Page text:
Walking the Dog

Perhaps more for me than for her, I decided to start taking Layla for an evening walk. I’d rather we take those walks along some mountain trail or at least on some path that gives a view of a lake, leads along some stone-bed creek or through a woods. But I am known to occasionally sacrifice my druthers for the sake of convenience and so I’ve opted for the streets.

Conveniently, there’s a 1.1 mile loop that takes us around Highland Street to where it meets the gravel version of North F Street. The gravel runs just over a quarter-mile from Highland to Radio Lane which leads back by our neighborhood. There are a few streetlights along the route and it seems there are fewer other dogs in their yards at night so I’ve taken to the darker version of our hike. The air is cooler and we’re still able to find our way around through the mystery of night. Knowing the terrain a bit seems to help, too.

The houses on the north loop of Highland are surrounded by trees and hills which make up something of an unofficial wildlife refuge. The first time Randa and I drove around Highland Street we saw a group of wild turkeys strutting through a yard. A couple of months ago, I saw a deer standing in our neighbor’s yard. So it wasn’t a real shock when I was walking Layla last Wednesday night and we surprised a group of deer in a yard at the corner of Highland and the bean field. Actually, the surprise was rather mutual but I have neither the reflexes nor speed of deer.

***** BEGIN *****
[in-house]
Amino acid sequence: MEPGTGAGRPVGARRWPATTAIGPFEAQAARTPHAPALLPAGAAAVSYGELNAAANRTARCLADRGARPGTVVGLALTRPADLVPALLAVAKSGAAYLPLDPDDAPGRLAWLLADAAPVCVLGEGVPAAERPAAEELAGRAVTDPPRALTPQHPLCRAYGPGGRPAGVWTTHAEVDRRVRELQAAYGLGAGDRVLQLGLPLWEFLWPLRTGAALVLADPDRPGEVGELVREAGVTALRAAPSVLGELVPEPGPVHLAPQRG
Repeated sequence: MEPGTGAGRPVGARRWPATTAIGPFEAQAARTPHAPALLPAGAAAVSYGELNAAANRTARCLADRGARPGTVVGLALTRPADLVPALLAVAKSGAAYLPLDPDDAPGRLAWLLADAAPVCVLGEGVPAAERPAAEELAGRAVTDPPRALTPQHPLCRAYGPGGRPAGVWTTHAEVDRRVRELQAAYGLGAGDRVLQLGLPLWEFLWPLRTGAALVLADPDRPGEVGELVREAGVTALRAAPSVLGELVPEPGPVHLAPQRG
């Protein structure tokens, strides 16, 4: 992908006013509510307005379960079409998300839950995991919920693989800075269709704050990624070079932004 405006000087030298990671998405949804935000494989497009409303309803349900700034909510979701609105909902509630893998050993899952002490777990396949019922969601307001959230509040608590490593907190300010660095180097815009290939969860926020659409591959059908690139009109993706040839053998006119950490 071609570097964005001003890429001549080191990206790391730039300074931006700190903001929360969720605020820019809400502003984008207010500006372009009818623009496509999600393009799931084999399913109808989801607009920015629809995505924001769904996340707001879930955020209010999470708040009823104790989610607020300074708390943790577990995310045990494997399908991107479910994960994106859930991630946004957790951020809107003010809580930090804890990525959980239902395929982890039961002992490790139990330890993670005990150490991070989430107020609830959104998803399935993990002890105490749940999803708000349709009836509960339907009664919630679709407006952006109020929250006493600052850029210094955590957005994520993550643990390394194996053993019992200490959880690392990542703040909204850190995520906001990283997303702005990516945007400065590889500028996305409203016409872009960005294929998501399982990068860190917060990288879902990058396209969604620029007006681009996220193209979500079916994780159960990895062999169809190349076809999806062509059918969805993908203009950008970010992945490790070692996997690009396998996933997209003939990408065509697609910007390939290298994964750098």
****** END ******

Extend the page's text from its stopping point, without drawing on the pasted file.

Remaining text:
The deer jumped to their feet and retreated a hundred feet or so into the field and then turned and stared at us. Although she strained at the leash in eagerness to more closely investigate, Layla never barked or yelped. She did whine a time or two as I kept pulling on her leash and walking along the gravel, away from the deer.

On our walk the next night, I was a bit more prepared. I paused at the bend just west of the intersection where we’d seen the deer. Sure enough all five of them were back and this time all of them were lying in the yard, near the streetlight pole. I tried to point them out to Layla but it’s mighty near impossible to make a dog see something when they’re already interested in something else. As we neared the house, I moved to the far side of the street and kept watching the deer. I tightened my grip on Layla’s leash, knowing that she would be eager for the chase as soon as she spotted the deer.

The deer spotted us while we were still a couple hundred feet away. Their heads rotated in unison, ears erect and tilted toward us. We passed by within fifty feet of them; they never moved and Layla never saw them. I marveled at both facts but it was the wonder of walking so closely to a small herd of wild animals that most moved me.

We do not have to travel to the mountains or the oceans to see amazing things. There is always some wonder close at hand. Whether it’s the dew on a silver strand of web or rain drops hanging from the roses, we live in a world of small wonders and marvelous grace.

If we walk softly and keep our eyes open, we will find they often show up in the most unexpected places at a rather perfect moment.

H. Arnett

About Doc Arnett

Native of southwestern Kentucky currently living in Ark City, Kansas, with my wife of twenty-nine years, Randa. We have, between us, eight children and twenty-eight grandkids. We enjoy singing, worship, remodeling and travel.
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